England have prepared in more single-minded fashion than ever before, helped by vast sums of Government funded lottery. Some, in fact, fear this might be their undoing - that there could be a question of the players growing weary by the time they reach Malaysia. Malcolm Wood, who was invited to take over as chief coach when Barry Dancer returned to Australia, has been thorough in his search for a winning combination and has given many new players the chance to establish themselves. In the ten month build-up they will have played 31 internationals and 39 players will have come under scrutiny before the selected squad steps out on the Bukit Jalil pitches.

A solid side, not easy to beat, but still it lacks inspiration or, as some would say, it has not found successors for Sean Kerly, Richard Dodds or Imran Sherwani, or in more recent times a Russell Garcia. Not a side displaying much flair, England will rely on a hard working midfield in which Guy Fordham and Jimmy Wallis can be expected to do most of the foraging, and a solid back line with club mates Jon Wyatt and Tom Bertram in the centre and the gutsy Craig Parnham on the flank.

Parnham has made a remarkable return to international hockey in the last few weeks following his near fatal throat injury at the end of England's game against Pakistan in the Azlan Shah Tournament last August which left him in intensive care in KL's University hospital for a week. It will be an emotional return for him to KL. An experienced squad, calling on the majority of their Sydney team, but one which finds goals hard to come by.

The new coach is a shrewd exponent of tournament play and will be well prepared for the rigours of the World Cup. Equally he is under no illusion about the task facing his side. Wood believes his side is capable of challenging for a medal, certainly a semi-final berth is possible. What is certain is that opponents will need to treat England with more than a little respect.

The Spanish remain the great enigma. A Spanish side usually looks as if it is capable of great things but, all too often in major tournaments, crumbles up and slides down the finishing order as it did in the Sydney Olympics to finish ninth. There have been exceptions, notably the last World Cup when some observers thought it was unlucky not to beat the Dutch in the Utrecht final, or when it reached the Olympic final in Atlanta, again losing out to the Dutch, but the truth is that the Spanish have never won a World Cup or Olympic gold medal. Indeed only once have they taken European gold, way back in Madrid in 1974. Even so Spain remains one of the sides most top teams would prefer to avoid. Its results may be erratic but, on its day, it can produce a brand of free-flowing hockey capable of upsetting any higher ranked nation.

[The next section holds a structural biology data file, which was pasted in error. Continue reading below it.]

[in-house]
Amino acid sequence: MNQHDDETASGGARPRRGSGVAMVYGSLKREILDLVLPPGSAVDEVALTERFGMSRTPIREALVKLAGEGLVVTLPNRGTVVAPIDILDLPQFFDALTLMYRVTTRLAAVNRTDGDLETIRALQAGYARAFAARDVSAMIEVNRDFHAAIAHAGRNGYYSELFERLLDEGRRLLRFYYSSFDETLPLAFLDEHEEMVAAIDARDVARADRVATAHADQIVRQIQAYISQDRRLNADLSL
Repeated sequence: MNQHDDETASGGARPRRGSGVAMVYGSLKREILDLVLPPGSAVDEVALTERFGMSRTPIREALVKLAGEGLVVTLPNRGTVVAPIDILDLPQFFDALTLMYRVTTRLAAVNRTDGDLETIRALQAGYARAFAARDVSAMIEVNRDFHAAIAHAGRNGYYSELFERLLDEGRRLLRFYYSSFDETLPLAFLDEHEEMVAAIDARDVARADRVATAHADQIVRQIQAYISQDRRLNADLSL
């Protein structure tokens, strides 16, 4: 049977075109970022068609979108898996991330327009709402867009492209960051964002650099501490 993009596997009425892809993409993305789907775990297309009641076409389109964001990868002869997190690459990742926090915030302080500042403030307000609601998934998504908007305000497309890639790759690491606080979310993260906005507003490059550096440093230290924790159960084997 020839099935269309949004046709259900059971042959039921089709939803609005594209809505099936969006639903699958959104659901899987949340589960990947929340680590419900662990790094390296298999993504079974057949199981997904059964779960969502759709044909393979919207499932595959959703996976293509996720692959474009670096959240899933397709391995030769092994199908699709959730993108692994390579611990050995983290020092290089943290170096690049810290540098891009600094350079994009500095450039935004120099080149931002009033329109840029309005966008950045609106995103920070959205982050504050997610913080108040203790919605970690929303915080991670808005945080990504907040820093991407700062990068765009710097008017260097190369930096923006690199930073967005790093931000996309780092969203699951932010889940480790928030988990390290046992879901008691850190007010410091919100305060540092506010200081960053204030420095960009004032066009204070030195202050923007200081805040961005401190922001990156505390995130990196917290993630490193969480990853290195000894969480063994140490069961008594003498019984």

In Xavier Arnau it has a goal scoring forward who can turn most games and with the support of Pol Amat and the cagey Juan Escarre it has a formidable line up. In defence, it will be waiting anxiously for the return from injury of Pablo Amat to provide the support for Jordi Casas.

Belgium and Poland complete the European line-up. Belgium, the draw specialists in the World Cup qualifier in Edinburgh, crept into the semi- finals on the backs of draws against France, New Zealand and Spain with Argentina the only team to beat them before the final 5-2 defeat by Poland in the bronze medal game. A side heavily dependent in Edinburgh on three players aged over 30, Marc Cauldron, Alexandre de Chaffoy and Jean Willems. De Chaffoy decided afterwards to retire from international hockey. Former South African coach Giles Bonnet took over after Edinburgh, to-date losing all his games including those in the Champions Challenge. With a modest World Cup record Belgium is unlikely to surprise any opponents.

Spirited Poland

You have to admire the spirit of Poland. To its credit, from just 15 teams and a few hundred players, it will be participating in its third successive World event. Poland has a world class goalkeeper in Marcin Pouta and inspirational players in Tomasz Chocaj and Piotr Mikula. Like the Germans, the Poles are addicted to indoor hockey and their outdoor game has progressed as a result. No strangers to inflicting upsets, as Great Britain will testify when they were swept aside in the Olympic qualifier in Osaka losing 2-5, and are likely to do it again in KL. They are unlikely to be among the medals but are certain to make their presence felt.

So what of the European challenge? It will, I feel this time, be spearheaded by Germany, which on its recent performances starts as favourite, the Dutch should make it to the semi-finals from the same Pool with England, outsiders to claim a last four place from the other Pool.

It all adds up to a promising tournament for Europe. What does seem nearly certain is that the largest ever World Cup will provide exciting competition under the fierce Malaysian sun.